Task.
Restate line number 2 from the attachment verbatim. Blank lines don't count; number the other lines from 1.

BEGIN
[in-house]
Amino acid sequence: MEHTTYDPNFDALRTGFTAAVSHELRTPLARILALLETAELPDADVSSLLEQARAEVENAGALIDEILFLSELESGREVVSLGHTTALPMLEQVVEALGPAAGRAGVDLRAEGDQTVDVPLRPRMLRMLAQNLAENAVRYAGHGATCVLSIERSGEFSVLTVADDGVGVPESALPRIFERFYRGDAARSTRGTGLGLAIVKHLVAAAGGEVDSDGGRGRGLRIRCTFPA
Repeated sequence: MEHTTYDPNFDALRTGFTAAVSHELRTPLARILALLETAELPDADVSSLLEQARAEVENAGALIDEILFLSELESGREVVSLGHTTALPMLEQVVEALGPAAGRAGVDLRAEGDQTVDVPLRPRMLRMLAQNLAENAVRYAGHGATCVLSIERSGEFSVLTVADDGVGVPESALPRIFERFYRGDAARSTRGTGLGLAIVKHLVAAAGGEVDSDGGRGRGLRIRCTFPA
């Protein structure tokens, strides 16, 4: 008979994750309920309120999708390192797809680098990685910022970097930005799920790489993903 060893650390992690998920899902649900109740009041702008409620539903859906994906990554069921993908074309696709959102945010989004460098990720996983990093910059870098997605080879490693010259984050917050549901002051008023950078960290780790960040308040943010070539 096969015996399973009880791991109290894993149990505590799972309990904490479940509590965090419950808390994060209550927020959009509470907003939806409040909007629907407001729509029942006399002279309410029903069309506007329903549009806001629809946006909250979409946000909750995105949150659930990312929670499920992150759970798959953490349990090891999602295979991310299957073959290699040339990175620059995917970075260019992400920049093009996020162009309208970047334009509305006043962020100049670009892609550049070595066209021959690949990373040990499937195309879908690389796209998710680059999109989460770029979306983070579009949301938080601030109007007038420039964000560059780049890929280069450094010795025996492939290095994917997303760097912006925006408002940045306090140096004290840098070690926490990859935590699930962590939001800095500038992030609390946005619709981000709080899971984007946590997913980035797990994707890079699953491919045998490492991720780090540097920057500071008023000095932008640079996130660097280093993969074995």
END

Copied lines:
Amino acid sequence: MEHTTYDPNFDALRTGFTAAVSHELRTPLARILALLETAELPDADVSSLLEQARAEVENAGALIDEILFLSELESGREVVSLGHTTALPMLEQVVEALGPAAGRAGVDLRAEGDQTVDVPLRPRMLRMLAQNLAENAVRYAGHGATCVLSIERSGEFSVLTVADDGVGVPESALPRIFERFYRGDAARSTRGTGLGLAIVKHLVAAAGGEVDSDGGRGRGLRIRCTFPA